What I Saw in Puerto Rico

The governor has announced his resignation, but the complaints were about more than him. And they're not going away.  

Frances Negrón-Muntaner
July 26, 2019

SAN JUAN, Puerto Rico – On July 24, after 11 consecutive days of protest, Puerto Rico’s governor Ricardo A. Rosselló announced his resignation. He will step down on Aug. 2.

To the chant of “RickyResign!” hundreds of thousands of Puerto Ricans—close to a third of the island’s population—had been calling for Rosselló to leave his post since July 13. Among the protesters were many of Puerto Rico’s most notable music stars, including Ricky Martin, Rene Pérez (Residente) and Bad Bunny. I was also there.

The trigger was unexpected: Almost two weeks ago, the island’s Center for Investigative Journalism released 889 pages of leaked private chat among the governor and 11 members of his inner circle. In those conversations, participants disparaged and threatened women, made jokes about gay men and those who died in Hurricane Maria. They also celebrated their ability to bury the truth and get away with it.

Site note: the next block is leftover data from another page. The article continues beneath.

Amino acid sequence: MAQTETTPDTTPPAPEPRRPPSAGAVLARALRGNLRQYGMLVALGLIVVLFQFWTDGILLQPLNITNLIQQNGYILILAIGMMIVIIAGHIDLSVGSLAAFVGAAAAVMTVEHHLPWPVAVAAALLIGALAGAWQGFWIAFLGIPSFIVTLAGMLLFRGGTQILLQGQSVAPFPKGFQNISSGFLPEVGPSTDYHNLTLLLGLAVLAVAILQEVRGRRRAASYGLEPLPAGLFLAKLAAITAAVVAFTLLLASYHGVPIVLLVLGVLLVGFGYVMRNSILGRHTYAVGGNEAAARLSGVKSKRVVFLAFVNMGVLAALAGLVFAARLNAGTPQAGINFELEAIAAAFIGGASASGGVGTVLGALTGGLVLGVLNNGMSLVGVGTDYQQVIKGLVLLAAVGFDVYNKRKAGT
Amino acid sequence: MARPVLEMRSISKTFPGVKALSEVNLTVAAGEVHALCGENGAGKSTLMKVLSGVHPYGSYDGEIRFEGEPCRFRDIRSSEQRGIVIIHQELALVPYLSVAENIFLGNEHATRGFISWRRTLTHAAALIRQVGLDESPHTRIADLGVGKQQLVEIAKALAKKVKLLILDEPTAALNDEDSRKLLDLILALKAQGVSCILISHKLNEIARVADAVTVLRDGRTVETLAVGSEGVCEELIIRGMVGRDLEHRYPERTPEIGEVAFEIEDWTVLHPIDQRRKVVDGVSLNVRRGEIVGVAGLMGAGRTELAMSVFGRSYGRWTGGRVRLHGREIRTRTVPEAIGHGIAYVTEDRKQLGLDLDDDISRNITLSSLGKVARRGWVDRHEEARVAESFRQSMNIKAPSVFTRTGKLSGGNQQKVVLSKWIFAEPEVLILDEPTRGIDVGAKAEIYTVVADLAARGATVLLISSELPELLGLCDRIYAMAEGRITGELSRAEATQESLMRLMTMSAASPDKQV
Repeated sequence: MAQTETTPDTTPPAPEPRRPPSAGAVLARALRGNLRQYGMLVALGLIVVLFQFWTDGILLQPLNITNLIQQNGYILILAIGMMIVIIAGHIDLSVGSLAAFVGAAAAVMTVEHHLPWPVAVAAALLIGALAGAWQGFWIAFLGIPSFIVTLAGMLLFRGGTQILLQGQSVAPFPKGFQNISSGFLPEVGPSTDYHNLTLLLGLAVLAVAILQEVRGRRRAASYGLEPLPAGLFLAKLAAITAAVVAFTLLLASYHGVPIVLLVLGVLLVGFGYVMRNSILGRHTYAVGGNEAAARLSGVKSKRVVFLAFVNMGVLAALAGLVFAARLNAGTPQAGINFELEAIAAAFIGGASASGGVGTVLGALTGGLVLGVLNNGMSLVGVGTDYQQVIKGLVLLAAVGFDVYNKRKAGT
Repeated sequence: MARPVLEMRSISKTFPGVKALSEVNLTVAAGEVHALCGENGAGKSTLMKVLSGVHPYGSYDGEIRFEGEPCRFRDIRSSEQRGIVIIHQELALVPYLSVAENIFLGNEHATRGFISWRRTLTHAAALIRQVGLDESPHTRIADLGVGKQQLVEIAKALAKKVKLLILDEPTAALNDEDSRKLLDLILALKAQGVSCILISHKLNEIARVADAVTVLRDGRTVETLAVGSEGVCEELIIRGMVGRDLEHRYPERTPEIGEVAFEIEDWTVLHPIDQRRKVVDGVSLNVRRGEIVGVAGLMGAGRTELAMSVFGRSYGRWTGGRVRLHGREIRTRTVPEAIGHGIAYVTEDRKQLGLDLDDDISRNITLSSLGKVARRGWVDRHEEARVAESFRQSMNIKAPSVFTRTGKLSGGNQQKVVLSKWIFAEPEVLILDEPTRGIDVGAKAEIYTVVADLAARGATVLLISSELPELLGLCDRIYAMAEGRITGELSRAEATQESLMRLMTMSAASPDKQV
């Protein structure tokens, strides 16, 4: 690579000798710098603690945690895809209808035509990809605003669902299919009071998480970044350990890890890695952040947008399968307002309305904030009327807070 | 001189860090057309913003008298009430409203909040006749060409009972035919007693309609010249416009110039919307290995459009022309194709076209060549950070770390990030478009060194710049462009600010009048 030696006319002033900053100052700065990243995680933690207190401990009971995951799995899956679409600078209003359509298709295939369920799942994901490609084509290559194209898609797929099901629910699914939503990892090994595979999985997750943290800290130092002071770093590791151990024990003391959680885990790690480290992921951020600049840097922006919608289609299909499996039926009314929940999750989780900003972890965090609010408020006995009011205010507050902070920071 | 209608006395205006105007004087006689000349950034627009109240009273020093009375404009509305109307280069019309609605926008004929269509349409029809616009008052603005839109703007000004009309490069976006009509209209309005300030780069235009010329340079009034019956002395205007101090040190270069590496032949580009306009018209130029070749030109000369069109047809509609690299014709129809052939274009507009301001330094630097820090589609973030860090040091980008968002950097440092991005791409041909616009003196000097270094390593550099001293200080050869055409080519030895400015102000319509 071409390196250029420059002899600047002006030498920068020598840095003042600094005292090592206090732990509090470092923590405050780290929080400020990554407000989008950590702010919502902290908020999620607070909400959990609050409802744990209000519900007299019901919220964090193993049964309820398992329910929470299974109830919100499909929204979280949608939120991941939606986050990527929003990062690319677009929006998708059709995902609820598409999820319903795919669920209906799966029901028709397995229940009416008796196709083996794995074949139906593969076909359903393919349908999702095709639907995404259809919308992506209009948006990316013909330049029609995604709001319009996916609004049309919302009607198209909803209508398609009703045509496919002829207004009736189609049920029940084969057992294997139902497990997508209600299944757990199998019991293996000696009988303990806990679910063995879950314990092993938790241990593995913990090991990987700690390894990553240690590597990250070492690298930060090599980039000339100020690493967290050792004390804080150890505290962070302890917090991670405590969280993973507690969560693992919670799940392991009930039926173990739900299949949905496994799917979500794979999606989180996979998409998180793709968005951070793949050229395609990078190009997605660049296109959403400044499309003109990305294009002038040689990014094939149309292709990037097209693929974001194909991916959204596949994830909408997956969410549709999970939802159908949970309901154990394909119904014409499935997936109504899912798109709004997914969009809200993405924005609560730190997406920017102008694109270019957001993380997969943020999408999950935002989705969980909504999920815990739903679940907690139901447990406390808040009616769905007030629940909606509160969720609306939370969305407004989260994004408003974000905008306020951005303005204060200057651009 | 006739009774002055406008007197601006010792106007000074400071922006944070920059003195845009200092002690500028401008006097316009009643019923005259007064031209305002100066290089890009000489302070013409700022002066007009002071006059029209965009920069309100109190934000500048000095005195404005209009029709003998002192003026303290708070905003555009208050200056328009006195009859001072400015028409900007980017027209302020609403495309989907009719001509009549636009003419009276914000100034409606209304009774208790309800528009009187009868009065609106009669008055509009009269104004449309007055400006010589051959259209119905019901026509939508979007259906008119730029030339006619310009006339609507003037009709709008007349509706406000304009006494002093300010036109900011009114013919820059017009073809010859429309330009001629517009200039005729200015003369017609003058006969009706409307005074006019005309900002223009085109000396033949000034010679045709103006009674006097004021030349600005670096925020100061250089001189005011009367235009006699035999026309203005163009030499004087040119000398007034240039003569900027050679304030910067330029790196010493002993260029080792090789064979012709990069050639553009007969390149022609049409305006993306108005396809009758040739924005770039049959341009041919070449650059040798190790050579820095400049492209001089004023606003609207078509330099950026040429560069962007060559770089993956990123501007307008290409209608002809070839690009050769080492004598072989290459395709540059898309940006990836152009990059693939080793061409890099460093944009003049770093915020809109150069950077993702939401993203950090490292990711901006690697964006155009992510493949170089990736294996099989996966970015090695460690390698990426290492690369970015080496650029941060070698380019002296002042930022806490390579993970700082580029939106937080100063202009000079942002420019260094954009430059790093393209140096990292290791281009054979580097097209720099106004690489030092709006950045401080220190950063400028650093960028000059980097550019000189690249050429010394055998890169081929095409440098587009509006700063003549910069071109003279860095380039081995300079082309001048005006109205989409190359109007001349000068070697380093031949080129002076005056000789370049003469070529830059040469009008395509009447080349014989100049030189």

While any of these comments could land most politicians in trouble, the mass mobilization from young and old, activists and first-time protesters was partly a response to the hardships endured by the island’s population during the last decade. The austerity policies put in place by a United States-appointed fiscal control board to address a $72 billion public debt have resulted in cuts to basic services, education and health care. Evident in many of the handmade signs, Puerto Ricans have also not forgotten the lack of adequate and timely assistance to the island after Hurricanes Irma and Maria resulted in a one-year blackout, the deaths of 4,645 people and the migration of more than 100,000 residents—4% of the population—to places like Orlando, Florida and New York City.

Many Puerto Ricans also viewed their losses as rooted in the island’s status as a colonial possession of the United States for the last 122 years, which limits the resources that communities can access even in times of crisis, and disallows full political participation both in and out of the U.S. government. 

For those on the streets, Rosselló’s departure was never an end in itself, but rather the beginning of a different Puerto Rico. Which is why the protests are likely to continue for months to come. As a young man working as an Uber driver told me, “We’re not done protesting. We’ll be back.”

Frances Negrón-Muntaner with flowy hair in a black blouse.

Frances Negrón-Muntaner, a Puerto Rican filmmaker, is a professor of English and comparative literature. She is on Twitter: @imfrancesnegron.